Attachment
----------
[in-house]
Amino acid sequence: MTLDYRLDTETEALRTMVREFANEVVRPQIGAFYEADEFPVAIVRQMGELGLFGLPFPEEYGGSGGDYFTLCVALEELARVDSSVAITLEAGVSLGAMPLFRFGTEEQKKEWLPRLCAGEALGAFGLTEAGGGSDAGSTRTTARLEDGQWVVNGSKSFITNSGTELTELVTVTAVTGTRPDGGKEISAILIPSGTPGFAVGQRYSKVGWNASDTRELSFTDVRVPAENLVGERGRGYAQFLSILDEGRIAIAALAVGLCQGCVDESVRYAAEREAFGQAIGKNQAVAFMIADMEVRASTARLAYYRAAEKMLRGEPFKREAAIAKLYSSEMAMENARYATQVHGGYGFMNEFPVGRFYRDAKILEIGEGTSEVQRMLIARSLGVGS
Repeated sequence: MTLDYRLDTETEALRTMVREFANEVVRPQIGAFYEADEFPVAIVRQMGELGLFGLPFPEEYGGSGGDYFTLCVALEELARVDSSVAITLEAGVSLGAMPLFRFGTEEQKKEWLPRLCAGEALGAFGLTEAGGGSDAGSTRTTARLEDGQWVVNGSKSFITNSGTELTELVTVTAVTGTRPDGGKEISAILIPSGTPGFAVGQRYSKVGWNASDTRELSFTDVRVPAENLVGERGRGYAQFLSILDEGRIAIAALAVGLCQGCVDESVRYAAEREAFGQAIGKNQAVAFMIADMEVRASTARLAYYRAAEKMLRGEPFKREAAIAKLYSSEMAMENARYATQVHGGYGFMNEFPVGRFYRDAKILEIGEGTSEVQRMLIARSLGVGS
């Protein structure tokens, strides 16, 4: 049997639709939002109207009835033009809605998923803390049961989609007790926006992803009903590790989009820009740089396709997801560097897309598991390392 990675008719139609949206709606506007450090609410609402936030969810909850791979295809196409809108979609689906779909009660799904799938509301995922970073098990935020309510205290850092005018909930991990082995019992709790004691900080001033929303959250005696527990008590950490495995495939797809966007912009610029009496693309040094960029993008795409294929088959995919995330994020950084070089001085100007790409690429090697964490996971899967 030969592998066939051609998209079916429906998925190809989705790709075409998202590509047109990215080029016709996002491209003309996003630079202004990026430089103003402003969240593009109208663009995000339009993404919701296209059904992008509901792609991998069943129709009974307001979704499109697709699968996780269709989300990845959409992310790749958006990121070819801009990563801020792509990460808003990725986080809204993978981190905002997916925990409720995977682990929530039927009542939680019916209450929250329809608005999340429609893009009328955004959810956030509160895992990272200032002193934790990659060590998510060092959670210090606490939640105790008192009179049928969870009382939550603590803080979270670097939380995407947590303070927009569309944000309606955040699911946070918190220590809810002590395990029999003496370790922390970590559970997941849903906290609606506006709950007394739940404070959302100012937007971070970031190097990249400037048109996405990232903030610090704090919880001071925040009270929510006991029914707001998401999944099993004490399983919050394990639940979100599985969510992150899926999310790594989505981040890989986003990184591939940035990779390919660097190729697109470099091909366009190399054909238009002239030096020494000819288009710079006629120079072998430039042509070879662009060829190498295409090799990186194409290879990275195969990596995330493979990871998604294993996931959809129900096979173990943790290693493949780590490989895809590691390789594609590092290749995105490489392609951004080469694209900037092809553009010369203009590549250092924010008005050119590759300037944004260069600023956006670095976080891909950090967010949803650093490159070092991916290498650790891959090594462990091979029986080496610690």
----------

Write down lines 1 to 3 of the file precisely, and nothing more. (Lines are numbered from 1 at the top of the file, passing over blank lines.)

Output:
[in-house]
Amino acid sequence: MTLDYRLDTETEALRTMVREFANEVVRPQIGAFYEADEFPVAIVRQMGELGLFGLPFPEEYGGSGGDYFTLCVALEELARVDSSVAITLEAGVSLGAMPLFRFGTEEQKKEWLPRLCAGEALGAFGLTEAGGGSDAGSTRTTARLEDGQWVVNGSKSFITNSGTELTELVTVTAVTGTRPDGGKEISAILIPSGTPGFAVGQRYSKVGWNASDTRELSFTDVRVPAENLVGERGRGYAQFLSILDEGRIAIAALAVGLCQGCVDESVRYAAEREAFGQAIGKNQAVAFMIADMEVRASTARLAYYRAAEKMLRGEPFKREAAIAKLYSSEMAMENARYATQVHGGYGFMNEFPVGRFYRDAKILEIGEGTSEVQRMLIARSLGVGS
Repeated sequence: MTLDYRLDTETEALRTMVREFANEVVRPQIGAFYEADEFPVAIVRQMGELGLFGLPFPEEYGGSGGDYFTLCVALEELARVDSSVAITLEAGVSLGAMPLFRFGTEEQKKEWLPRLCAGEALGAFGLTEAGGGSDAGSTRTTARLEDGQWVVNGSKSFITNSGTELTELVTVTAVTGTRPDGGKEISAILIPSGTPGFAVGQRYSKVGWNASDTRELSFTDVRVPAENLVGERGRGYAQFLSILDEGRIAIAALAVGLCQGCVDESVRYAAEREAFGQAIGKNQAVAFMIADMEVRASTARLAYYRAAEKMLRGEPFKREAAIAKLYSSEMAMENARYATQVHGGYGFMNEFPVGRFYRDAKILEIGEGTSEVQRMLIARSLGVGS